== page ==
[WATCH] Robert Abela evasive on Żejtun villa: ‘I never interfered in PA process’

Robert Abela denies interfering in planning regularisation of villa he bought in Żejtun but avoids saying whether the process to buy the property started before or after the permit was issued

Prime Minister Robert Abela
Prime Minister Robert Abela

Prime Minister Robert Abela has denied interfering in the Planning Authority's decision to regularise a Żejtun villa, which he eventually bought three months later.

However, Abela failed to say whether the process to buy the villa started before or after the regularisation permit was issued to its previous owner.

Abela was at the time the chief lawyer to the Planning Authority when in April 2017, the PA’s planning commission approved owner Joseph Camilleri’s request to ‘regularise’ illegal alterations and additions to the dwelling.

The permit included no involvement of the PA’s legal office.

When responding to journalists on Monday, Abela categorically denied interfering in the PA's decision, but failed to say whether he started the process to buy the villa before or after the permit was issued. Instead, he diverted attention to a PA application filed by Opposition leader Bernard Grech, claiming that Grech had to regularise his property in 2019.

Abela acquired his Żejtun villa, a 2,200sq.m estate named ‘Ċinja’, just three months after it was regularised by the Planning Authority and freed from restrictions for its sale. The contract certifying the €600,000 property sale to Abela was signed on 10 July, 2017.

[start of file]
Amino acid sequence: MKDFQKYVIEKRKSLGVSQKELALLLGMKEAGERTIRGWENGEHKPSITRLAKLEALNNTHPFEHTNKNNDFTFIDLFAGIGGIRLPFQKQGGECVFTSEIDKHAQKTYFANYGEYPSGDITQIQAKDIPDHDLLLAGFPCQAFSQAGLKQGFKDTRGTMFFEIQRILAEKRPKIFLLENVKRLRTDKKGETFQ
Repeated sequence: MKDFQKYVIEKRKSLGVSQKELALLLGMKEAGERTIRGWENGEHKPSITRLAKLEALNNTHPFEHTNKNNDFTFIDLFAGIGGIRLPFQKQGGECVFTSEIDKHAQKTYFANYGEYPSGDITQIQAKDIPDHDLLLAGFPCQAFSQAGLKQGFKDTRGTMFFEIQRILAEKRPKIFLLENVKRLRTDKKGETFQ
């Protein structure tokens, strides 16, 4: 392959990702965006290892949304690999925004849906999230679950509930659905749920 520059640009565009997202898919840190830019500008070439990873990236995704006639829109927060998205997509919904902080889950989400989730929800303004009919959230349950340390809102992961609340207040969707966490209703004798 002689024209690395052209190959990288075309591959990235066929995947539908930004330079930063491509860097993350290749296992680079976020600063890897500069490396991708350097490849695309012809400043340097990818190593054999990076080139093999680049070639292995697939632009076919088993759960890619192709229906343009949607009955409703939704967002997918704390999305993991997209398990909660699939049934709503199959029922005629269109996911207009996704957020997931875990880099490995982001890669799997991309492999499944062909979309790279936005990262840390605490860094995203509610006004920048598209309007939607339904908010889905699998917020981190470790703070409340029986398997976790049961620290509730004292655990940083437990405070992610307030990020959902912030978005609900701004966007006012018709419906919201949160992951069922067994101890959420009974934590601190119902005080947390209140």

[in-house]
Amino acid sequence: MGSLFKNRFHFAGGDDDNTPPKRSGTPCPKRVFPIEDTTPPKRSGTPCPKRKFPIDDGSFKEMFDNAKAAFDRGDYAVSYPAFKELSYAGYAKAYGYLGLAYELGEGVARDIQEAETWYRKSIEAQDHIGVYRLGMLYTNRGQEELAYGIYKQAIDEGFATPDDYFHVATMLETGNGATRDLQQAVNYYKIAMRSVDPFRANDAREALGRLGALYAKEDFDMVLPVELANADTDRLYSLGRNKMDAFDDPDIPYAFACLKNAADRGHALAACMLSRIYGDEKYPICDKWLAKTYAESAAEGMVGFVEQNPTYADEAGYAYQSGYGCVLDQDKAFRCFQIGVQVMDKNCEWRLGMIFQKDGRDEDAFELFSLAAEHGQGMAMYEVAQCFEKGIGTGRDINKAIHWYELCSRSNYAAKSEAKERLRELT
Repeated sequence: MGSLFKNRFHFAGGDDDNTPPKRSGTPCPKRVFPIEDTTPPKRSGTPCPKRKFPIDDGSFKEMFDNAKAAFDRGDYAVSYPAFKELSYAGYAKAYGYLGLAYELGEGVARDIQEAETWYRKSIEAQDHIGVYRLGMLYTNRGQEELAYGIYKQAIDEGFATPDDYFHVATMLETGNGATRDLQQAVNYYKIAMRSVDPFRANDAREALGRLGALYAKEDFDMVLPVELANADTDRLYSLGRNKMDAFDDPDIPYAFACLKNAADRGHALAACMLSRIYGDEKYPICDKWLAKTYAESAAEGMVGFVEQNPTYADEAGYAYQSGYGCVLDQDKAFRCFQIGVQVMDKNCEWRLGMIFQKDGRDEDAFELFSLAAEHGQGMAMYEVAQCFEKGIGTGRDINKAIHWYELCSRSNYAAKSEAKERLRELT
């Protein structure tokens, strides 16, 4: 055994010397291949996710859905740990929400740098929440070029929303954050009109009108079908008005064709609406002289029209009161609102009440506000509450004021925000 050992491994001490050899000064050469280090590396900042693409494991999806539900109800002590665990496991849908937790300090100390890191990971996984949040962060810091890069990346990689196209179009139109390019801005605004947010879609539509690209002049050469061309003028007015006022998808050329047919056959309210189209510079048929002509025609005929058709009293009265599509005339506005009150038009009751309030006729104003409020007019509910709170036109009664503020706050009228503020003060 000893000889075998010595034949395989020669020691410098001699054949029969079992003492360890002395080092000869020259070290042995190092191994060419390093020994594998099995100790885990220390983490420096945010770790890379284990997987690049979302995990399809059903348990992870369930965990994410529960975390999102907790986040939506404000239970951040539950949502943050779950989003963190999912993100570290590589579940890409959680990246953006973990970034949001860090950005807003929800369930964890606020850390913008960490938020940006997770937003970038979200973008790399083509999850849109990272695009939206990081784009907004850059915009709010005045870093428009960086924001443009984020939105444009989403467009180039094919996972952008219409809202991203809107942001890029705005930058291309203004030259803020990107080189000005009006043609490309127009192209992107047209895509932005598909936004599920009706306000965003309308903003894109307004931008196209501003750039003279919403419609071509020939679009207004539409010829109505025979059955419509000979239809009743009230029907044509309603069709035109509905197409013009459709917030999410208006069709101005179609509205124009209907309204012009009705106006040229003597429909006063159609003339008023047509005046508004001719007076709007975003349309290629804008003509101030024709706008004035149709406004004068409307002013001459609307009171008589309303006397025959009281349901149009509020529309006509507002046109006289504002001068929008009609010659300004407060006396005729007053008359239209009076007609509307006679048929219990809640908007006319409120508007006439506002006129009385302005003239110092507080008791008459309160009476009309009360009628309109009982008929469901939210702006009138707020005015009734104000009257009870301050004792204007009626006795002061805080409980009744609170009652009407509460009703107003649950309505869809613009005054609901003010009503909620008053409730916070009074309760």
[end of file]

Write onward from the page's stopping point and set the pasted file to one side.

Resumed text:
The unauthorised works on the villa in Triq Xrobb l-Għaġin had been carried out before 1994 and then regularised by the PA’s planning commission in 2017.

The illegal extensions had doubled the size of the farmhouse to 352sq.m, when such ODZ (outside development zone) buildings could only be extended up to a maximum 200sq.m floor area.

The PA’s case officer, who recommended approval, recognised that the scale of the additions was the main issue with regularisation, given that the total floor area of the existing building exceeded the 200sq.m allowance. 

But the case officer justified approval, on the basis of a Rural Policy clause allowing extensions carried out before October 1994 to be regularised “if the extension does not visually dominate the existing dwelling” and if these are considered “acceptable in the wider landscape”.

Moreover the case officer also refers to “steel sheds” on an area of 440sq.m which were removed between 1994 and 1998, arguing their removal over 20 years ago to make way for landscaping, made the sanctioning of the illegally-built structures “acceptable”.

Since a store proposed for sanctioning was located at a lower level from the rest of the building, the case officer felt it did not visually dominate the site.